Xrfclk configuration | LMK04828 | Using external 10MHz reference clock

I am working on RFSoC4x2 (Gen3 XCZU48DR) with PYNQ version 2.7.0 and vivado 2020.2

My primary requirement is to configure LMK04828 chip onboard to take external 10MHz ref clock input and produce 245.76MHz to feed to LMX2594 chip which, in turn, is generating 409.6MHz. I did generate .tcs (and .txt) configuration file for the same and added the corresponding .txt file (i.e. LMK04828_245.76.txt) in xrfclk package in JupyterNotebook environment (path: /usr/local/share/pynq_venv/lib/python3.8/site-packages/xrfclk). Also, I am setting these clocks using command

Now the problem is- My design is working even when I am not feeding the external clock to the board which means it’s definitely taking driving_clock from other input pin and I can’t figure out which one .

Could you please guide and help me resolve this issue?

Here is my hex register (.txt) file for the reference and also some snaps which might be helpful for you to understand the issue more clearly.

LMK04828_245.76_clkin1_disabled.txt (2.0 KB)


The hex reg file uploaded for the reference has name for personal reference. I rename it and follow standard naming convention when I add that file to xrfclk package.

The RFSoC4x2 provides SYNC to each of the LMX chips. From the schematics the LMX_ADC accepts this at SD_CLK_OUT1 and LMX_DAC at SD_CLK_OUT5. I suggest you contact TI tech support to configure your TICS projects for the settings you need, however, I can point out a few features to notice…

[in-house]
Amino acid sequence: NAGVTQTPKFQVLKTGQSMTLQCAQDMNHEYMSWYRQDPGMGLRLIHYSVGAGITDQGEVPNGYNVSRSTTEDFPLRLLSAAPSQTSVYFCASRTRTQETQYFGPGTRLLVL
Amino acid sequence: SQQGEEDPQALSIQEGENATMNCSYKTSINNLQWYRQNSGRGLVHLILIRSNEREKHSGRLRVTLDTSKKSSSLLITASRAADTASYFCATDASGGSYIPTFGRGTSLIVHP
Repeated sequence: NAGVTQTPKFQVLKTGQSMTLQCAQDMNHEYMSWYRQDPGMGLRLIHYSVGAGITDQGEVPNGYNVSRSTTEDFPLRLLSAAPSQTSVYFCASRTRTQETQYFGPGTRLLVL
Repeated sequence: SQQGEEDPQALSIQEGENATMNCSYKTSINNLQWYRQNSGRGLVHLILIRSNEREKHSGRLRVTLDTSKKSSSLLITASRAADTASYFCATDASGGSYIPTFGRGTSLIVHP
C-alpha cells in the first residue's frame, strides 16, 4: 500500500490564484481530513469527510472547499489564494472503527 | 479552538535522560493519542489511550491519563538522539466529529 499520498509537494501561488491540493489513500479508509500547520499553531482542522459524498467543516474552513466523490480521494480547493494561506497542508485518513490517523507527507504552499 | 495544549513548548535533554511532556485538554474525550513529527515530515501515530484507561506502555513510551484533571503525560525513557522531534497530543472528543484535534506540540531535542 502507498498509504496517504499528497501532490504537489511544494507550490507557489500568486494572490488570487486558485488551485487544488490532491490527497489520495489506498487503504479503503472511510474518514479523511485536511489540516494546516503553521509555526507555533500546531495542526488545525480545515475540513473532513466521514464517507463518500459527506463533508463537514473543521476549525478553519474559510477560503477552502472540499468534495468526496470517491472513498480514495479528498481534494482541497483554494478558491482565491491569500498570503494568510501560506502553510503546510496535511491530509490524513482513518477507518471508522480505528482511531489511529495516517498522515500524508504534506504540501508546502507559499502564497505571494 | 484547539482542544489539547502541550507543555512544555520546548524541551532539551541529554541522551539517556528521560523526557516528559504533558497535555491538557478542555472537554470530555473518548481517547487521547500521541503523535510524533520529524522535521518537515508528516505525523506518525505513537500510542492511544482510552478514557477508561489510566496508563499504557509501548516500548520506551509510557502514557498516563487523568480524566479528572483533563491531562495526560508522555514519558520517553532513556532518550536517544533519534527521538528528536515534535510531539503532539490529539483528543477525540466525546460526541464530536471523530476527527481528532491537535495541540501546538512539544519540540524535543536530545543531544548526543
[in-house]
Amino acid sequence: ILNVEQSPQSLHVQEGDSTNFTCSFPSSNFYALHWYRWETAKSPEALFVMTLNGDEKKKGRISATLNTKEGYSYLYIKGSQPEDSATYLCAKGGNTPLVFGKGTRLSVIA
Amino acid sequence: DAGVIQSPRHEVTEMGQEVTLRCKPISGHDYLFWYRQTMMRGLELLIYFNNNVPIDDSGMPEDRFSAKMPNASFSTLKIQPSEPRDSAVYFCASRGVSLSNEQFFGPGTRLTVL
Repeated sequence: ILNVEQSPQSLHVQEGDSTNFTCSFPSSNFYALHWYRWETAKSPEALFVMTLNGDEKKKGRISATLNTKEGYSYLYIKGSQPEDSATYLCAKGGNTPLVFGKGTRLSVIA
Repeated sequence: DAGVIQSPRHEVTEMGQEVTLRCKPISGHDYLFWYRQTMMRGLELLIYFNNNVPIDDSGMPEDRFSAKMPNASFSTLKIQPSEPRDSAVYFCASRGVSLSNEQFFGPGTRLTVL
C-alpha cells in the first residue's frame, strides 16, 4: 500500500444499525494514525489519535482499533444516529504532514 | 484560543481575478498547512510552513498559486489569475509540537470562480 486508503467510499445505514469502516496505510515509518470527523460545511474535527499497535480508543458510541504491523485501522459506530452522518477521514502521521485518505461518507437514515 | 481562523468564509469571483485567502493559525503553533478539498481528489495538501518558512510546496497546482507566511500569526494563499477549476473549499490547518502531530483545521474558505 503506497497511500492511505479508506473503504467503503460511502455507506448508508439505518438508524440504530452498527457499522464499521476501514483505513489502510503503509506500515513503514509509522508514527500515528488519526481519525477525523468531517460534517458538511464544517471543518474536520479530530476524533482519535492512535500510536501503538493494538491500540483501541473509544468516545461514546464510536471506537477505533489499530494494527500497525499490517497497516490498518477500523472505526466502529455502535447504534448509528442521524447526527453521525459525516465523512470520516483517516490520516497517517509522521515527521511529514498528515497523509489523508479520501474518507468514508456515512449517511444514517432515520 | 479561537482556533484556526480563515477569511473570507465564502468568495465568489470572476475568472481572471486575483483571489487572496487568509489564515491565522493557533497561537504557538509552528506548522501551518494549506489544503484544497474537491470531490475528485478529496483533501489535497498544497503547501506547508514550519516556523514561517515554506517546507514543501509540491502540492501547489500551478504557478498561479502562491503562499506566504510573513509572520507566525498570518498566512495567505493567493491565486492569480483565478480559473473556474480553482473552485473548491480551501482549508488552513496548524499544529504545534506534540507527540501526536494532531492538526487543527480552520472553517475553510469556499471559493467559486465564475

What you will need to do is to set the LMK04828B’s CLKin0 to drive the SYSREF Mux.


You were on the right track with the SYNC/SYSREF, but just needed to change the value here:

The TICS GUI is not updating certain things it seems. And I was not able to get the 10MHz reference clock from CLKin0 to drive out the LMXs at the right outputs. So I would reach out to TI support to guide you further on this.



@kbhopi94 Please provide an update if you are able to get it working. I will need to do this eventually too. I have been experiencing some challenges with the LMK chip on the RFSoC4x2. I also produced a custom file in TICs and programmed the chip with it and it’s not behaving as expected. I talked to Texas Instruments support and they verified the file was correct and they were able to use it to program an LMK04828 eval board and get the correct clock outputs. The eval board for the LMK is a different board design than the RFSoC4x2 so I’m currently combing through that to see if I can figure out the discrepancy. I’ll let you know if I figure anything out.

@kbhopi94 I just discovered I’m not programming the device correctly and that’s why it’s not behaving. I’m still looking for the error but it seems like it’s programming the chips with the default hex files that ship with the PYNQ image instead of the hex file I directed it to. This may be what’s happening to you as well.

Hi Jenny,